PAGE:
Over the past 20 years, Siegrid and Klaus Ulrich Helmert have used their own individual ideas to transform what was once a kitchen garden and orchard into a garden with a special appeal and atmosphere. The site, covering 6000 m2 and running down as far as the village millrace, stretches out behind an old, carefully restored half-timbered house dating from 1633.
The space is divided into three main areas. Traditional elements of garden design are used, but are always adapted to the owners’ individual concepts and ideas for use. Two formal sections near the house are succeeded by a larger, landscape-style part with various spatial divisions.
The whole garden is characterised by a rich variety and wealth of plants, carefully chosen to harmonise with each other in terms of size, colour and shading. Roses can be found in every section. Most of these are old species, ramblers and wild roses, many of which are allowed to develop unrestrictedly, thereby transforming large areas into masses of blossoms in June. To these are added herbaceous perennials, a further valued and well-tended element of the garden. They are left untouched right into the winter, thus revealing the charm of transience.
The desire to create a garden with an individual character and a special atmosphere arose against a backdrop of horticultural experience and the study of specialist literature. Childhood memories of a seemingly enchanted piece of land with a rose walk belonging to their grandparents also played a role as did, for example, knowledge of English garden designer Gertrude Jekyll’s colour composition principles and their own intention of including the existing stand of trees in the new garden.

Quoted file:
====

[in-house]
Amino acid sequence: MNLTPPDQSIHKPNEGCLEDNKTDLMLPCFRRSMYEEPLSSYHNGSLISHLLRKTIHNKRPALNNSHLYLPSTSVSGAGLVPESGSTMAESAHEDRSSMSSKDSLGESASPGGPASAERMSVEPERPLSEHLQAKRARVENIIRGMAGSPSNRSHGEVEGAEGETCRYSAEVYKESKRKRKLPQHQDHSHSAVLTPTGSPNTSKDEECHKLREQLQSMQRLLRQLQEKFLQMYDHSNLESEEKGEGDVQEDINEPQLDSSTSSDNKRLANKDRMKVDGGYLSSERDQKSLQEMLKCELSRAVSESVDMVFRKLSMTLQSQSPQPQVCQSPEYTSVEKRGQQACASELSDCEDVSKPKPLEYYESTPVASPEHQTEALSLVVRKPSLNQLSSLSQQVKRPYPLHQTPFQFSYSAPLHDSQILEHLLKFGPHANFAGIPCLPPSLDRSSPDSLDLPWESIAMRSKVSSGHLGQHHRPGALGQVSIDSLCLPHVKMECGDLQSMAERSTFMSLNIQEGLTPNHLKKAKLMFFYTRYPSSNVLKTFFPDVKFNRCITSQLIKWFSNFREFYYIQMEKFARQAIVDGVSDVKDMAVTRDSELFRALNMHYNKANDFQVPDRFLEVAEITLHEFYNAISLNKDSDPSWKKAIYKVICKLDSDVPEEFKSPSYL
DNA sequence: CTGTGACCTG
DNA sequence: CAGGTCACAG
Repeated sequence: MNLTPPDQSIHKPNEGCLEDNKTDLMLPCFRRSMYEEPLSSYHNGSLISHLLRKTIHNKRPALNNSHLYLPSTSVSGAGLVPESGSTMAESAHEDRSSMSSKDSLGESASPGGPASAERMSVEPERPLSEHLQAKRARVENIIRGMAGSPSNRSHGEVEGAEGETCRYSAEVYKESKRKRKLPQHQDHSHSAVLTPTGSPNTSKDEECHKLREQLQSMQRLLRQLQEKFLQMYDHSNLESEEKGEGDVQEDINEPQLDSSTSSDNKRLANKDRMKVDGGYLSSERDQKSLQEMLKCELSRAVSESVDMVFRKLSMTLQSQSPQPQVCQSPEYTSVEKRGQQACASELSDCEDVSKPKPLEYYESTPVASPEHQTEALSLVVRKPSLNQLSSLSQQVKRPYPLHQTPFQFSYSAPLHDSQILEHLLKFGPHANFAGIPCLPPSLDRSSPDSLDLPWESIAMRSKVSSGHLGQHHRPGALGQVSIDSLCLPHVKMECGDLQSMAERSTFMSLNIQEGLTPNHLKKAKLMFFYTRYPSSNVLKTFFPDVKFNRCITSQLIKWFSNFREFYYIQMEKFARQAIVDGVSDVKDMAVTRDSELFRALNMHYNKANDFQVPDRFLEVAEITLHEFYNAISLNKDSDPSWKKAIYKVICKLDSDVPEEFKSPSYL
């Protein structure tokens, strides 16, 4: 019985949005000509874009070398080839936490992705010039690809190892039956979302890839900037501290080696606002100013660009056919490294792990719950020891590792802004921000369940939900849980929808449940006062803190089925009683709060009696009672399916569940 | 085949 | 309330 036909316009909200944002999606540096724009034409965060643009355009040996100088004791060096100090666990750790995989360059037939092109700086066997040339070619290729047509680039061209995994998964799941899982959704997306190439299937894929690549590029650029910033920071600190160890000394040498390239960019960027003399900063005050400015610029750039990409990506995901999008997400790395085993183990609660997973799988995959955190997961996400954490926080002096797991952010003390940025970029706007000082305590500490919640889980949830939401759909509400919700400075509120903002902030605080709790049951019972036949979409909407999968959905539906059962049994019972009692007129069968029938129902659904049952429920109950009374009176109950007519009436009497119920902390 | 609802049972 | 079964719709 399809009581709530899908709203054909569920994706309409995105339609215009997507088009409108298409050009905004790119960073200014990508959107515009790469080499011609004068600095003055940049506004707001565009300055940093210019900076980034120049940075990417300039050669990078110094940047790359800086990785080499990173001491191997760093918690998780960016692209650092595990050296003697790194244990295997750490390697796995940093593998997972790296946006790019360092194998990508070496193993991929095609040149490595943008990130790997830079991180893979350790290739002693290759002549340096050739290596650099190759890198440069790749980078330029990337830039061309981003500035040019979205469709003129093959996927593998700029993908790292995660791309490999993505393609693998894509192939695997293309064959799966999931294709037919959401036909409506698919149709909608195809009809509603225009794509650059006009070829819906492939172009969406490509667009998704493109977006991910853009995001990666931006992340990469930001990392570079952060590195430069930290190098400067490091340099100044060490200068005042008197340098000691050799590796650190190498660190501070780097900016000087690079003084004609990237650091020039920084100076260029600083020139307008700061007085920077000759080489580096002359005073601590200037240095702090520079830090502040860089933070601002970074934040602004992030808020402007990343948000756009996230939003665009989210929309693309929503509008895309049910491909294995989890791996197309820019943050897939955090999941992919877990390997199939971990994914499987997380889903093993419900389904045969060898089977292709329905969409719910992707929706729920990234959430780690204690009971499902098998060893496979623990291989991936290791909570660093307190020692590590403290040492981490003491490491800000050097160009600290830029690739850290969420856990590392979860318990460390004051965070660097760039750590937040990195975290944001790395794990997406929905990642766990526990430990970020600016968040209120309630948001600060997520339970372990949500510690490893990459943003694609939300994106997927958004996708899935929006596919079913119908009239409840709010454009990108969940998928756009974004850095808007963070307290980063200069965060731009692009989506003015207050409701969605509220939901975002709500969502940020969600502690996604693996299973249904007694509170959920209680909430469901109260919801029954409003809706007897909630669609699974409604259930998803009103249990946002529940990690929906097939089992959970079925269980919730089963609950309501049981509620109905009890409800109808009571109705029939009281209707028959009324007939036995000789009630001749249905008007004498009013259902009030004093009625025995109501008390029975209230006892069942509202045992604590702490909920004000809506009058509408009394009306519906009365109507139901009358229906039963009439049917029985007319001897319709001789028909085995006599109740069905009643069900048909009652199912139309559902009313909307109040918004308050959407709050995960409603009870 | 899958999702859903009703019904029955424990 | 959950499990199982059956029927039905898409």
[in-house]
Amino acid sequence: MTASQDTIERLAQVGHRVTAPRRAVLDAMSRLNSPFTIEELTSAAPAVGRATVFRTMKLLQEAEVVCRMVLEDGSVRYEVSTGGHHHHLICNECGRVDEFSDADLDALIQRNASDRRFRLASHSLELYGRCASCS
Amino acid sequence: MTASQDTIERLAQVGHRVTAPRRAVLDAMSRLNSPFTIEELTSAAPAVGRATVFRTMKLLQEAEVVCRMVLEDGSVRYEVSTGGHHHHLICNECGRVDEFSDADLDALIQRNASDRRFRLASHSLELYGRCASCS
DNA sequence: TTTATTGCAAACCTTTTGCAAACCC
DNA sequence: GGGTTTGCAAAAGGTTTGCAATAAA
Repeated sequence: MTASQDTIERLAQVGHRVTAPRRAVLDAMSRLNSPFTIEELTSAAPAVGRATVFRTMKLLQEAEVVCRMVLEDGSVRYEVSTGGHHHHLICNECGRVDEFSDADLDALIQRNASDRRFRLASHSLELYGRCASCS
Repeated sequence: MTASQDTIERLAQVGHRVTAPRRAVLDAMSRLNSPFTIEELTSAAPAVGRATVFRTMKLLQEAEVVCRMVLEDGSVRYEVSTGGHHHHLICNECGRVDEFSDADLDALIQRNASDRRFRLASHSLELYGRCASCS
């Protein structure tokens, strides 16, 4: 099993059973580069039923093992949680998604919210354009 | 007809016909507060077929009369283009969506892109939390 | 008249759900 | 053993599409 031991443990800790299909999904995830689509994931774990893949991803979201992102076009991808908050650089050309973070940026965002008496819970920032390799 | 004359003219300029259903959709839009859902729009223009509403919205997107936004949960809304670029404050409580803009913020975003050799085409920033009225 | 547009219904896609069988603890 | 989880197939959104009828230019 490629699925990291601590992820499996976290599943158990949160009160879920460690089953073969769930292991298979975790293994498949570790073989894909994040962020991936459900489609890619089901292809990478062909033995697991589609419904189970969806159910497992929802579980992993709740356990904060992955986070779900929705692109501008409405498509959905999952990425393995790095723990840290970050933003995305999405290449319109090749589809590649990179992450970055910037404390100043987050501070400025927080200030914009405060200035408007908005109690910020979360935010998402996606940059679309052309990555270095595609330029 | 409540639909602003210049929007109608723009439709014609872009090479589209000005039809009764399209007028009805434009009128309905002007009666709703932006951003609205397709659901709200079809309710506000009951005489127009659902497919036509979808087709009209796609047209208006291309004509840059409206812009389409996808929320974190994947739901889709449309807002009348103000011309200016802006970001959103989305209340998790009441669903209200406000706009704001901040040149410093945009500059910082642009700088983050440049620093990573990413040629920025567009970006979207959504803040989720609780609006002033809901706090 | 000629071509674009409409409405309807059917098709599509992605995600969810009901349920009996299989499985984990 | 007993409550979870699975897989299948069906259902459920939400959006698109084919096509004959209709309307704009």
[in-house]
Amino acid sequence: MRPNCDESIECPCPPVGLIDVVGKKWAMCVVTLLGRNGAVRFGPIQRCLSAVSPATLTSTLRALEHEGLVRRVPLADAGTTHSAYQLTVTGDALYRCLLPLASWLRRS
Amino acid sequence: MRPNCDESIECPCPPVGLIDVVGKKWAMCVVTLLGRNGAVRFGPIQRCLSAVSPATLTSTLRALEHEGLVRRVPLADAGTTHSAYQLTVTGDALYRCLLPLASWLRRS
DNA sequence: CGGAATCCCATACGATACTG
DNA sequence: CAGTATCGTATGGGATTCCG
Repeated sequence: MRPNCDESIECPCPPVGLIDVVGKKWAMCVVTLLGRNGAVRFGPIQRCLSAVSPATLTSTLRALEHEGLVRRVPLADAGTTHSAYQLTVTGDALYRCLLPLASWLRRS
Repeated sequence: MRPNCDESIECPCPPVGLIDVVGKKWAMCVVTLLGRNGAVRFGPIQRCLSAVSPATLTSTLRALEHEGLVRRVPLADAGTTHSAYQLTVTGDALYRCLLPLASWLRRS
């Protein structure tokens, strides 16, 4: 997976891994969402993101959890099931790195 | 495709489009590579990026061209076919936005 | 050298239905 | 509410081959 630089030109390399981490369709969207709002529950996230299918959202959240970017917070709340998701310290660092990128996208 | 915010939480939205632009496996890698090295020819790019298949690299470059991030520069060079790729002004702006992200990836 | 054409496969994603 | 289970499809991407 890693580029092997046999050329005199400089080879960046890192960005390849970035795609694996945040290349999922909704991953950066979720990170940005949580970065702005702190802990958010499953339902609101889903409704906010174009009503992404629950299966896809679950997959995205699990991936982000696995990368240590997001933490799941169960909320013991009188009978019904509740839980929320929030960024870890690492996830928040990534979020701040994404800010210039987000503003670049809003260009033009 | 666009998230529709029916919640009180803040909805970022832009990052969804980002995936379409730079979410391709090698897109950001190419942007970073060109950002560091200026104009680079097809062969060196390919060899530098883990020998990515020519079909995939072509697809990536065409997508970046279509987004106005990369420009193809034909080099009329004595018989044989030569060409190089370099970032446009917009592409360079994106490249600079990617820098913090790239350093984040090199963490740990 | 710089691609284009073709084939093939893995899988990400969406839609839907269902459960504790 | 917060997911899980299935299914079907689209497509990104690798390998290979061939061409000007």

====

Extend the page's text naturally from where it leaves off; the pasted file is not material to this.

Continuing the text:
The garden has developed into the central focus of life of the Helmert family over the course of its intensive creation and care, both of which have been carried out with remarkable enthusiasm and without any significant help from outside. It contains many idyllic spots for relaxation and rest as well as places for eating and entertaining guests and is often used all day long.
The “formal garden” is reached by crossing the courtyard to the side of the house and passing through an arch covered in greenery. An impressive white rambler rose growing up and over an old pear tree creates the right emotional mood for the forthcoming garden experience. The “formal garden” consists of a cross-shaped network of paths and rectangular flowerbeds surrounded by box in keeping with well-known, straightforward patterns. This simple basic structure is masked by an overwhelming profusion of plants which gives this area of the garden its own individual character. Herbaceous perennials, grasses, ferns and flowers are planted along the paths and in the squares formed by the slightly recessed, tall box hedges. While the various plants often grow into each other, the result is not chaotic confusion. Care is taken to ensure that the not too bright colours and shades harmonise so that a pleasing overall scene is created. Trees and bushes create a border framework while objects or places to sit provide visual focuses at the ends of the paths. All in all, the garden has numerous places for sitting which provide constantly changing perspectives and enhance the pleasure of spending time in it.